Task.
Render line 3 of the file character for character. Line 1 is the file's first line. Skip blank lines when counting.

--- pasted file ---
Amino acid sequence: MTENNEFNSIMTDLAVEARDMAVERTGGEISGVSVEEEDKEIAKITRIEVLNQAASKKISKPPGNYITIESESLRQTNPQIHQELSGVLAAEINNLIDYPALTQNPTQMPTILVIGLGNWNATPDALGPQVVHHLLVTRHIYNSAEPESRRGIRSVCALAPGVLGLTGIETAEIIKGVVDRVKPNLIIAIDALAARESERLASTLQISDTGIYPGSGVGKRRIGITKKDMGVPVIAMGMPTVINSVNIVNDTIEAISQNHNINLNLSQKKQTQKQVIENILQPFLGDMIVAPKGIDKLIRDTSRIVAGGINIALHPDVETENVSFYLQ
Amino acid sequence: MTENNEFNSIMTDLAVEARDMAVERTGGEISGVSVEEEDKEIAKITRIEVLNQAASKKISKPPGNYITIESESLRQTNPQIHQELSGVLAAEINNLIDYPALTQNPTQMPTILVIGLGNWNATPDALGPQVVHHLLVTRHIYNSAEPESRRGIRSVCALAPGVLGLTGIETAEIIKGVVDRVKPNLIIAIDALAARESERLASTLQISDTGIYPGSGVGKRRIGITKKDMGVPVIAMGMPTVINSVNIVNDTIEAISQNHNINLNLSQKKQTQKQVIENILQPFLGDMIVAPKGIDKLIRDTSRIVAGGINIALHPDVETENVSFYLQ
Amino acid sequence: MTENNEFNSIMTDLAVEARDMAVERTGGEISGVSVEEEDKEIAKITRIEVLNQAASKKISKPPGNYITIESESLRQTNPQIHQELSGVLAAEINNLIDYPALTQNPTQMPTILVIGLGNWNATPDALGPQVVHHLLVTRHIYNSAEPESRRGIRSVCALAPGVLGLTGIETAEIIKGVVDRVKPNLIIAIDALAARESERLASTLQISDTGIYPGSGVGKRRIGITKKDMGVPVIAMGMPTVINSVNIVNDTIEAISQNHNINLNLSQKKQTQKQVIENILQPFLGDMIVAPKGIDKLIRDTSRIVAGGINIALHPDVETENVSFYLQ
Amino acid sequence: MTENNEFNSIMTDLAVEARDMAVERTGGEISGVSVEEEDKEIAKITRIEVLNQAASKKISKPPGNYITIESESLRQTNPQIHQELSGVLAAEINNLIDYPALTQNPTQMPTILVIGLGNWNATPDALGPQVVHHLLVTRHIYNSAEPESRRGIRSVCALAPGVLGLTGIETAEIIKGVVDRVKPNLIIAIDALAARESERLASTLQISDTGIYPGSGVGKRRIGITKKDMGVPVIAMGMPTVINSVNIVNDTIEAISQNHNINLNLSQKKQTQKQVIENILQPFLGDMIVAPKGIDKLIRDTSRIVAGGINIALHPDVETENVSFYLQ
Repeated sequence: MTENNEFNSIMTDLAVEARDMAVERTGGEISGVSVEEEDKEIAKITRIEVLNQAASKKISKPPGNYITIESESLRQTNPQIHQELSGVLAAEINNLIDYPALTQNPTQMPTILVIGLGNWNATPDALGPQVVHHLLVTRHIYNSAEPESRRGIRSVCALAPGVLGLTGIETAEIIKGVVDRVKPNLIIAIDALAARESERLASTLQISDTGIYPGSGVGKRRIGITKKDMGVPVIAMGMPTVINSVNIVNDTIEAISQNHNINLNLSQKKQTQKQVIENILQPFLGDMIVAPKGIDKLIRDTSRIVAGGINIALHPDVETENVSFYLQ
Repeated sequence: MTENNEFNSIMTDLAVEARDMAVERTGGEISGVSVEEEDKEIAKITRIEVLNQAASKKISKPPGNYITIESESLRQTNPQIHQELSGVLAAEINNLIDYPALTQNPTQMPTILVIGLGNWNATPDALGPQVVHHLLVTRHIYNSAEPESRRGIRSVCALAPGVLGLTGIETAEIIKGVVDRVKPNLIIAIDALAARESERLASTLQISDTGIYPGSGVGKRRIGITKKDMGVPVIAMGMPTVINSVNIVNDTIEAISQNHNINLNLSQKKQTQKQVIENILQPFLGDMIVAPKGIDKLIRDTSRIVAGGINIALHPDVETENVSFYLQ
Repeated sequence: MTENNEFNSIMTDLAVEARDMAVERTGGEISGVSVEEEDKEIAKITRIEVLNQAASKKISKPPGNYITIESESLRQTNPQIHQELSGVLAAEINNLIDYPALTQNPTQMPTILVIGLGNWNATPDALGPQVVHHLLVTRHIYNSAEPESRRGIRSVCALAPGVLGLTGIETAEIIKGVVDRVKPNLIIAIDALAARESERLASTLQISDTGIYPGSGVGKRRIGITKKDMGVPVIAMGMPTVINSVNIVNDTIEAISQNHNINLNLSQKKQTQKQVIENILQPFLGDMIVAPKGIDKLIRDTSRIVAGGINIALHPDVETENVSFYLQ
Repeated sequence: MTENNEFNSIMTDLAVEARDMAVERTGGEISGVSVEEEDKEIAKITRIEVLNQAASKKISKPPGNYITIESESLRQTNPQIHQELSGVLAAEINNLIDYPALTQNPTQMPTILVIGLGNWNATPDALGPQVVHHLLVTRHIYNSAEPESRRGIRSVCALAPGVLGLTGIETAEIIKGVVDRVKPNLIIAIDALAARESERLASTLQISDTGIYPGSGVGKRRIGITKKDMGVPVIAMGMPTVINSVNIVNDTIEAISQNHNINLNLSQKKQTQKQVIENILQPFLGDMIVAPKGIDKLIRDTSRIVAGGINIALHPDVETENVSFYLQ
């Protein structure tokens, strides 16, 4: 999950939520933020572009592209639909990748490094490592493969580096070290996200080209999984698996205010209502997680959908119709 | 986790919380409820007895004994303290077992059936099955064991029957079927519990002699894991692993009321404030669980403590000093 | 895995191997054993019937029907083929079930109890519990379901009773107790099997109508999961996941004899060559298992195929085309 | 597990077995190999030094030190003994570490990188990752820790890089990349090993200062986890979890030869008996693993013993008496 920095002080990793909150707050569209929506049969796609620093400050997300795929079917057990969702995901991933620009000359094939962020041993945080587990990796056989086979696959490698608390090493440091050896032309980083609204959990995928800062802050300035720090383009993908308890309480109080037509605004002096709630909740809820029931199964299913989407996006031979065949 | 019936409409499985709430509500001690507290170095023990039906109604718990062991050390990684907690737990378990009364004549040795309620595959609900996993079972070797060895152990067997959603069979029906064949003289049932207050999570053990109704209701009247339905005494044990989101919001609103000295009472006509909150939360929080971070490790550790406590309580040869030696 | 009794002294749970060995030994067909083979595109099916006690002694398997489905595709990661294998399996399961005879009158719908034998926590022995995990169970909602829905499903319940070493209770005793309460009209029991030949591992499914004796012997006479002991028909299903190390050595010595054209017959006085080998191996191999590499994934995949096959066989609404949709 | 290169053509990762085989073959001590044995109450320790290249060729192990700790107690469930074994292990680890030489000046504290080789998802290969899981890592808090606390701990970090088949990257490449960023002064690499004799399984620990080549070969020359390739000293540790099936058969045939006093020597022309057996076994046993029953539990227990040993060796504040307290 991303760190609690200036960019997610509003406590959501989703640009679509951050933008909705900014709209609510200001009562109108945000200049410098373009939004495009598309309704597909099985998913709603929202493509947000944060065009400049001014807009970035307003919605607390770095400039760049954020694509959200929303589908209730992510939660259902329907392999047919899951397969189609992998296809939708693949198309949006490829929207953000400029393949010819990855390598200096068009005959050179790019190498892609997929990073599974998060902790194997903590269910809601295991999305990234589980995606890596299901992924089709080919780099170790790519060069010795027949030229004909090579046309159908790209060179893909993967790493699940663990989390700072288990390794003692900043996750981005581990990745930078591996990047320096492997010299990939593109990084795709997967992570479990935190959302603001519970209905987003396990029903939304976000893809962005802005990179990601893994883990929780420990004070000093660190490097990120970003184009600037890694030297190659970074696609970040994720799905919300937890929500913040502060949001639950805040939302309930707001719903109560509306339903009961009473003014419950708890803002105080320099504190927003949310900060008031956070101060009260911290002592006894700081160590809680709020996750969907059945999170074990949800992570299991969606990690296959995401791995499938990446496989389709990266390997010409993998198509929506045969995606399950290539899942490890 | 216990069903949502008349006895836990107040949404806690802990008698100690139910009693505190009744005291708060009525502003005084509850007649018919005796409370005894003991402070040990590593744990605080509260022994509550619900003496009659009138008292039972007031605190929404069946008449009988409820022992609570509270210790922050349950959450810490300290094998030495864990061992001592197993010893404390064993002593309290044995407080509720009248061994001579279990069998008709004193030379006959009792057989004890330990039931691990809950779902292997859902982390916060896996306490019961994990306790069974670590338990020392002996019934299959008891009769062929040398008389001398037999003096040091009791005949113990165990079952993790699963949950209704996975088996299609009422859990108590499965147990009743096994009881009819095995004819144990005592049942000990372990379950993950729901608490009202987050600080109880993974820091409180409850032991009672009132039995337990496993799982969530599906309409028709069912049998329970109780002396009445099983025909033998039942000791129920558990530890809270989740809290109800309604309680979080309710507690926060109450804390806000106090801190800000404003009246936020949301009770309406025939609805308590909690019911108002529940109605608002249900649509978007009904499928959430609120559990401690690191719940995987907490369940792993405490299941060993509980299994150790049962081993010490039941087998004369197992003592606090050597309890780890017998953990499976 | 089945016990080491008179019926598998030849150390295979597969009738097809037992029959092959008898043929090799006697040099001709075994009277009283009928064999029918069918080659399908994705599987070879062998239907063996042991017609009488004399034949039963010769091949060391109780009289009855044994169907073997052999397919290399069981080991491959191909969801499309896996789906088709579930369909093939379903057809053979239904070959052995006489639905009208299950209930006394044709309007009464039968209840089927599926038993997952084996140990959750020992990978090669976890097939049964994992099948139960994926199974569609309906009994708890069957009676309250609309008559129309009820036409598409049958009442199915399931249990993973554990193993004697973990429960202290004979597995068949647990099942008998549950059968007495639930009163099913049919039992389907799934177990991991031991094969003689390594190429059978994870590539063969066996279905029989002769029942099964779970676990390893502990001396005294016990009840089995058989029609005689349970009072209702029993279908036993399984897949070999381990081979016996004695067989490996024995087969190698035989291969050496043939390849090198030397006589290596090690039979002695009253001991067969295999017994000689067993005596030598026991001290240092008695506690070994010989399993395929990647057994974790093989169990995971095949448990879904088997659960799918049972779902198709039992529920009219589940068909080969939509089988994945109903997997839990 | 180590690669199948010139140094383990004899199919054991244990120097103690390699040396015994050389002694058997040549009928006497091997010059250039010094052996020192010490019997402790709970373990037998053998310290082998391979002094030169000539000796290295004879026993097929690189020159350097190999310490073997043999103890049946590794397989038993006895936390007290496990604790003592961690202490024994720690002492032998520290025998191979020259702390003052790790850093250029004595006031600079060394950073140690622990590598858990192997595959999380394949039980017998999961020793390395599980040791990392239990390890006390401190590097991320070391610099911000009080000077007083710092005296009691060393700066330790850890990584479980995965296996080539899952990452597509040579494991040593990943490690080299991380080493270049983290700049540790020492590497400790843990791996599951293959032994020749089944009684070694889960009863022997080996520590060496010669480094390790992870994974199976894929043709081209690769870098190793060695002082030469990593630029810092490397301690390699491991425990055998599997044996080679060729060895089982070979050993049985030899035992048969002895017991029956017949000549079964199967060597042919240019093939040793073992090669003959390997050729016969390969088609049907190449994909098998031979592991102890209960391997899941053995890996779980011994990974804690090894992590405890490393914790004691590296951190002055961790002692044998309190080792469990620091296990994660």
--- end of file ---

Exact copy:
Amino acid sequence: MTENNEFNSIMTDLAVEARDMAVERTGGEISGVSVEEEDKEIAKITRIEVLNQAASKKISKPPGNYITIESESLRQTNPQIHQELSGVLAAEINNLIDYPALTQNPTQMPTILVIGLGNWNATPDALGPQVVHHLLVTRHIYNSAEPESRRGIRSVCALAPGVLGLTGIETAEIIKGVVDRVKPNLIIAIDALAARESERLASTLQISDTGIYPGSGVGKRRIGITKKDMGVPVIAMGMPTVINSVNIVNDTIEAISQNHNINLNLSQKKQTQKQVIENILQPFLGDMIVAPKGIDKLIRDTSRIVAGGINIALHPDVETENVSFYLQ